Wednesday, July 13, 2005
Dola Bola And The Search For The Inner Pickle
Though she hasn't quite eclipsed Arthur, the new craze in our household is for Dora the Explorer. Aviva, of course, makes the choices, but Noah is just as enthusiastic as she is: he trucks through the house, arms held high like a sprinter crossing the finish line, calling out: "Dola Bola! Dola Bola!"
I have mixed feelings about Dora. On the one hand, I like her. She's clearheaded, resourceful and undaunted. She's even-tempered and nonviolent. She deals with any calamity by solving it as a puzzle. If my monkey friend's new toy fell off the back of the UPS truck somewhere along its route through the Southwest, I might try calling the company or looking up the tracking number; but if these failed, well, I would give up. Not Dora. She sets out. That's what Dora does: she sets out. She's intrepid.
When people wrong her -- steal her packages and fling them into the swamp, say, before she can call out the magic injunction "Swiper no swiping!" -- she spends not a moment on rancor or indecision or self-pity or revenge; she locates the packages. Dora believes in preventative deterrents, but never in punitive ones. We all need a little more Dora in our lives and characters.
Then, too, I'm a sucker for Nickolodeon's cleverly strategized marketing plan. I like that Dora's a capable girl who's the star of her own show. I like that she's Hispanic (and that Boots the monkey, cleverly, is clearly Anglo -- gamely parrots the Spanish words, but you can tell from his accent and from the fact that Dora often has to act as intermediary).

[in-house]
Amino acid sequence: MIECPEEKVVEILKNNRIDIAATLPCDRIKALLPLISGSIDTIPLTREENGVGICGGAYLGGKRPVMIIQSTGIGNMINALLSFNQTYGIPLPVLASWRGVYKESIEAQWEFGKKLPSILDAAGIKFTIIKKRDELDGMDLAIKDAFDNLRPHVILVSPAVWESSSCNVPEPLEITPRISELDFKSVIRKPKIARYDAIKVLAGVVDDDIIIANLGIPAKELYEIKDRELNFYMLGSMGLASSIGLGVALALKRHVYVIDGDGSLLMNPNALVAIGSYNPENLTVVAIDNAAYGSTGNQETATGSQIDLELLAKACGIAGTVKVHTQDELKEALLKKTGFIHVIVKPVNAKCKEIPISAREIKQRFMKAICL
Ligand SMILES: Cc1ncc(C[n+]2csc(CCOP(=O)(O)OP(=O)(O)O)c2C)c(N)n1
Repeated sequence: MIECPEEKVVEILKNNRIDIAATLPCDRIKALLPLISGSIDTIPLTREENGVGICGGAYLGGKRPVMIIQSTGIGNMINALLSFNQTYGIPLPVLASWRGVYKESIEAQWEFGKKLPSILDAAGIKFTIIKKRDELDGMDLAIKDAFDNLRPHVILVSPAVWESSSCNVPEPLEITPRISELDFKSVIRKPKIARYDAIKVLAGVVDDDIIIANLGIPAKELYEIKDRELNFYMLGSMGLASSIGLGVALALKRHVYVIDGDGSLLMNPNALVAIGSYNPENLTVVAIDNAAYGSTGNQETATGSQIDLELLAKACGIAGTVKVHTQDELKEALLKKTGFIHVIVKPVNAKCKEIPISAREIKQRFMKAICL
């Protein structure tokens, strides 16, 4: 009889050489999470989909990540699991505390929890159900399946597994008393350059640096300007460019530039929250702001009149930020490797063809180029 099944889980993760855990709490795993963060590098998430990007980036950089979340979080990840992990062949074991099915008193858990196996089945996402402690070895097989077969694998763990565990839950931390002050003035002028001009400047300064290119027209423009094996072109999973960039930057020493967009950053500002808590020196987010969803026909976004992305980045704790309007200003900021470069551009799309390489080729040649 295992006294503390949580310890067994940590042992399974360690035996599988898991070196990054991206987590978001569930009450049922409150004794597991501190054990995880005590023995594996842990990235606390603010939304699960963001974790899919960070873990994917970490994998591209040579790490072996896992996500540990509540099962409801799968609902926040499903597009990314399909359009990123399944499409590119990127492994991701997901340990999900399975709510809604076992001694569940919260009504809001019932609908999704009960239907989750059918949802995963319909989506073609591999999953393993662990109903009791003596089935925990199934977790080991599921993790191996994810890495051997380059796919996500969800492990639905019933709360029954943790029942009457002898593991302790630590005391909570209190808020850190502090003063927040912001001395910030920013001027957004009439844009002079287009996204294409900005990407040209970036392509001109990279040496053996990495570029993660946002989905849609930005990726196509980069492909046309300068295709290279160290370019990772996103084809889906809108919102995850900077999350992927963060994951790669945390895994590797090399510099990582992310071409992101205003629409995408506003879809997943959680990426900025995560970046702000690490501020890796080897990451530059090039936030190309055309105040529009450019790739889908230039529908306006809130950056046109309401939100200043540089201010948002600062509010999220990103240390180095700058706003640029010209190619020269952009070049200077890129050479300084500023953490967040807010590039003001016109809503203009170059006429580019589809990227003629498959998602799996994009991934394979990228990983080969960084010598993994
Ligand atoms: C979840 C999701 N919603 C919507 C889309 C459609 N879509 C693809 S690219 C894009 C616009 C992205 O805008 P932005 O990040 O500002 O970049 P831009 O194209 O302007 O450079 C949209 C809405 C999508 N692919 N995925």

But the show also bothers me. Though I like Dora's own ethics, I find the moral universe she inhabits pretty simple compared to, say, Arthur's. In Elwood City, everyone has nice moods and mean moods. Francine is Arthur's buddy, but she also picks on him. Arthur and D.W. are deeply loyal to each other despite their constant sniping. Binky is a bully with a heart of gold. Buster, while he is pretty much always nice, is terrifically gullible and obstinate in his half-baked notions.
In Dora's show, though, Dora is always sweet-tempered, and always right. Sidekick Boots is always fun, but helpless. Swiper, the show's villian, swipes things -- you can tell from his name. Heroes are heroes, villians are villians, sidekicks are sidekicks; in Dora, they've made the Man In The White Hat a Hispanic girl, but his dialectic remains intact....which bugs me.
Partly, I guess, it's just that the Arthur characters are round, and the Dora characters flat. Arthur characters remind you of people: Dora characters evoke aspects of people, ways of being. We are all sometimes Dora-like, sometimes Boots-like, sometimes Swiper-like. We are not really Buster-like or Brain-like or Binky-like in the same way, because Buster and Brain and Binky are not just one emblematic thing. And that's fine.
Indeed, that's what I think Aviva likes about the show. Compared to her usual diet of Arthur, it seems, on the surface, way too easy for her. The riddles and challenges meant to make the show, ponderously, "educational" -- finding the triangle, counting the eleven stars -- don't engage her at all. And she refuses to talk back to the screen, despite Dora's constant instructions and pleas to do so. (This makes watching Aviva watch the show kind of eerie. Dora pleads; Aviva is silent. Does she imagine Dora's pleas as being directed at some fictitious audience, not her? I find myself replying to Dora, shouting "barra!" to let the squirrel know he must stop his car at the stop light [who gave this squirrel a license anyway?] and Aviva shushes me. She has, apparently, less trouble than I do in keeping straight what is TV and what's real).